After seven years here in the ‘Peg, I sometimes think I’ve heard about all the “Winnipeg things” there are to hear about. But every now and then a new one pops up.
My massage therapist and I often talk about food during treatments and about this time last year, as we were discussing Christmas treats, she mentioned that one item she always makes for the holidays is a chocolate treat called Cuban Lunch – something I’d never heard of, despite being quite enthusiastic about holiday sweets. She said Cuban Lunch was a chocolate bar she loved as a kid, and that this was a homemade version. I was sold and wanted to make them right away, but alas, everywhere I went was sold out of butterscotch chips, so my hopes were dashed.
This year, I was still thinking about them, so I made sure I secured the chips in November so I’d be ready for holiday baking. A few nights ago I prepared the recipe — a bag of peanut butter chips, a bag of milk chocolate chips, a bag of butterscotch chips, and a cup and a half each of crushed salted peanuts and crushed ripple chips — and filled up dozens of little foil candy cups with the sweet concoction. After they’d set, I tried one – and they were pretty good, though my husband and I thought we’d use more peanuts and chips the next time, along with a nice dark chocolate chip instead of milk chocolate chips – they are awfully sweet.
Anyway, the next day a friend was over and I told her I’d made this recipe and she said she’d made them before too. I thought it was a bit odd that I’d never heard of them, but two Winnipeggers had. When my husband asked about the origins of the chocolate bar’s potentially culturally-insensitive name, we undertook some research. Here is what we discovered:
- Cuban Lunch was a chocolate bar manufactured made by Paulin Chambers and possibly later McCormick (see the ad at right describing “new Millenium packaging”, which leads me to believe they were available until at least close to the year 2000.)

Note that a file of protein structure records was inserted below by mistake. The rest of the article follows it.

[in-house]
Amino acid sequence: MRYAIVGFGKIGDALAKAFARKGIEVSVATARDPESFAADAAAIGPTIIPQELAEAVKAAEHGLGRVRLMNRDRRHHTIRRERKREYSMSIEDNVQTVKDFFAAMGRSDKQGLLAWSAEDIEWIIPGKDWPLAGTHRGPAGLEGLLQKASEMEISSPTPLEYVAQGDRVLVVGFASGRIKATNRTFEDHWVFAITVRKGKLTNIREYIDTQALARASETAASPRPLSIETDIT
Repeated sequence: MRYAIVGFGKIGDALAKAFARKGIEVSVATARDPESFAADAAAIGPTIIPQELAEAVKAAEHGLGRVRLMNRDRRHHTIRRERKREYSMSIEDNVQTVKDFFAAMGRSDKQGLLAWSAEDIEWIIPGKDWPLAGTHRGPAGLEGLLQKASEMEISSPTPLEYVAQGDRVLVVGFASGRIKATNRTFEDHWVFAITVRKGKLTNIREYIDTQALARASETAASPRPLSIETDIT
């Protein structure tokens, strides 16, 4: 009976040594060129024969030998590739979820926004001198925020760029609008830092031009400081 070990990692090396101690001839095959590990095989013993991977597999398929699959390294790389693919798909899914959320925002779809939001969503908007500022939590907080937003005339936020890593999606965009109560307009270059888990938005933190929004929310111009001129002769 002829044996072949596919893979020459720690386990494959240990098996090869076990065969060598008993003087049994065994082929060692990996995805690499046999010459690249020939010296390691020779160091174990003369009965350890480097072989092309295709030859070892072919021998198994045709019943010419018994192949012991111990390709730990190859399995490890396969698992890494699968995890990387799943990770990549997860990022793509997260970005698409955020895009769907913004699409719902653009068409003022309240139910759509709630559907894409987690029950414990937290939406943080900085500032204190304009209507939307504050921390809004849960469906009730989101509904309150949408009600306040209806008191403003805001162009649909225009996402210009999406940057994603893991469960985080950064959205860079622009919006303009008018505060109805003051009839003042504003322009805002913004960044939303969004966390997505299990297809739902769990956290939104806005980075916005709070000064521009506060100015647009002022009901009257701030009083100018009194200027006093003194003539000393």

- They were made right here in Winnipeg!
- I saw some references to Wikipedia saying Cuban Lunch was primarily distributed in Western Canada, but I can’t find that on Wikipeda at present.
- According to a Regina candy retailer, “The Cuban Lunch is discontinued – Probably one of our most requested items.”
- No one knows what the deal is with the name, though one commenter wondered, “Because they used Spanish peanuts?”
- Apparently the chocolate bar was just peanuts and dark chocolate. Not sure how the ripple chips came to be in the homemade version.
- Trademark registration record – I can’t make much sense of this, but it seems that the name Cuban Lunch may have been used in Canada as early as 1948, and the trademark was automatically expunged this year after the current owner failed to renew it.
So – dear readers, you have always been a fountain of knowledge and I’m sure someone around here can give us the inside scoop — I know there are some Paulin’s Puffs lovers out there; maybe somebody knows more about the company? What’s the story behind the name? When did they stop being made? Were there chips in the original?
Until then, I’ll be trying not to eat all the 80 knock-off Cuban Lunches currently in my freezer, awaiting their dispatch to dainty platters and care packages. Wish me luck!